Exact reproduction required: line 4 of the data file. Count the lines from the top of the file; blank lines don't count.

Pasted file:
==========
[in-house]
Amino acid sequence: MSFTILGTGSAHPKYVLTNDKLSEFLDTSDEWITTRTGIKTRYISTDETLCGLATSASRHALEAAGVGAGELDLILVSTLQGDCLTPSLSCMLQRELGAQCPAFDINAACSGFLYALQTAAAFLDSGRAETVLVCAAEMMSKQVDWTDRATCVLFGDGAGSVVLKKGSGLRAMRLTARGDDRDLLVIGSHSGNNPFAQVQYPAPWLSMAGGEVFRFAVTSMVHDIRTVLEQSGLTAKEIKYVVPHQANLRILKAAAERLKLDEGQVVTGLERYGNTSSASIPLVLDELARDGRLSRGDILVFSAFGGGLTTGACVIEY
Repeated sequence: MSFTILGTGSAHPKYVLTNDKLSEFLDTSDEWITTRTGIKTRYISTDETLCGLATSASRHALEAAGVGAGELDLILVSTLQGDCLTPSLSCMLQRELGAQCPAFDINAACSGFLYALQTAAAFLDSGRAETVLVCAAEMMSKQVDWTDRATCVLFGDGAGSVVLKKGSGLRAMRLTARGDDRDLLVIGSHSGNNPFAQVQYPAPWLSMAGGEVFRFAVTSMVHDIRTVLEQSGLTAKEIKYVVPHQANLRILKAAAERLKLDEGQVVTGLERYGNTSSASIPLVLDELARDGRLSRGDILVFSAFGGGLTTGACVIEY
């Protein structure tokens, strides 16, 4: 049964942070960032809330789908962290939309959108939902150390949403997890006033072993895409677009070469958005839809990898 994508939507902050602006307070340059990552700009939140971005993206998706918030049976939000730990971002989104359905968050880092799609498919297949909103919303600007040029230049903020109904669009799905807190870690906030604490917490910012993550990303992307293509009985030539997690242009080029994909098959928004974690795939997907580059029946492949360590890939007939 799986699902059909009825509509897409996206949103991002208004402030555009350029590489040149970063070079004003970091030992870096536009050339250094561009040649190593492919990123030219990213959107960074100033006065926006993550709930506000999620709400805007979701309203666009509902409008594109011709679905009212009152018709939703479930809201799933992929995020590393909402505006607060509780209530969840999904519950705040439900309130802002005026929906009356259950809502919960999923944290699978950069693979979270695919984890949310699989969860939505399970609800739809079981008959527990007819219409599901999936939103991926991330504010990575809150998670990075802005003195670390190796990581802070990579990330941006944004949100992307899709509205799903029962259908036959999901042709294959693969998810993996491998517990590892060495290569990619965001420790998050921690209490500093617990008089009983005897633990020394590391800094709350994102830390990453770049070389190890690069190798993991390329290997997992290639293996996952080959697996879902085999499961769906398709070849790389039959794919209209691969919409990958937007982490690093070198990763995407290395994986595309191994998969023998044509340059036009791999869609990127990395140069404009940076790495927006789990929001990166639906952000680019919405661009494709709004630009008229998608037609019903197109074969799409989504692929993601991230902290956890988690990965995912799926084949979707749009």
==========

């Protein structure tokens, strides 16, 4: 049964942070960032809330789908962290939309959108939902150390949403997890006033072993895409677009070469958005839809990898 994508939507902050602006307070340059990552700009939140971005993206998706918030049976939000730990971002989104359905968050880092799609498919297949909103919303600007040029230049903020109904669009799905807190870690906030604490917490910012993550990303992307293509009985030539997690242009080029994909098959928004974690795939997907580059029946492949360590890939007939 799986699902059909009825509509897409996206949103991002208004402030555009350029590489040149970063070079004003970091030992870096536009050339250094561009040649190593492919990123030219990213959107960074100033006065926006993550709930506000999620709400805007979701309203666009509902409008594109011709679905009212009152018709939703479930809201799933992929995020590393909402505006607060509780209530969840999904519950705040439900309130802002005026929906009356259950809502919960999923944290699978950069693979979270695919984890949310699989969860939505399970609800739809079981008959527990007819219409599901999936939103991926991330504010990575809150998670990075802005003195670390190796990581802070990579990330941006944004949100992307899709509205799903029962259908036959999901042709294959693969998810993996491998517990590892060495290569990619965001420790998050921690209490500093617990008089009983005897633990020394590391800094709350994102830390990453770049070389190890690069190798993991390329290997997992290639293996996952080959697996879902085999499961769906398709070849790389039959794919209209691969919409990958937007982490690093070198990763995407290395994986595309191994998969023998044509340059036009791999869609990127990395140069404009940076790495927006789990929001990166639906952000680019919405661009494709709004630009008229998608037609019903197109074969799409989504692929993601991230902290956890988690990965995912799926084949979707749009």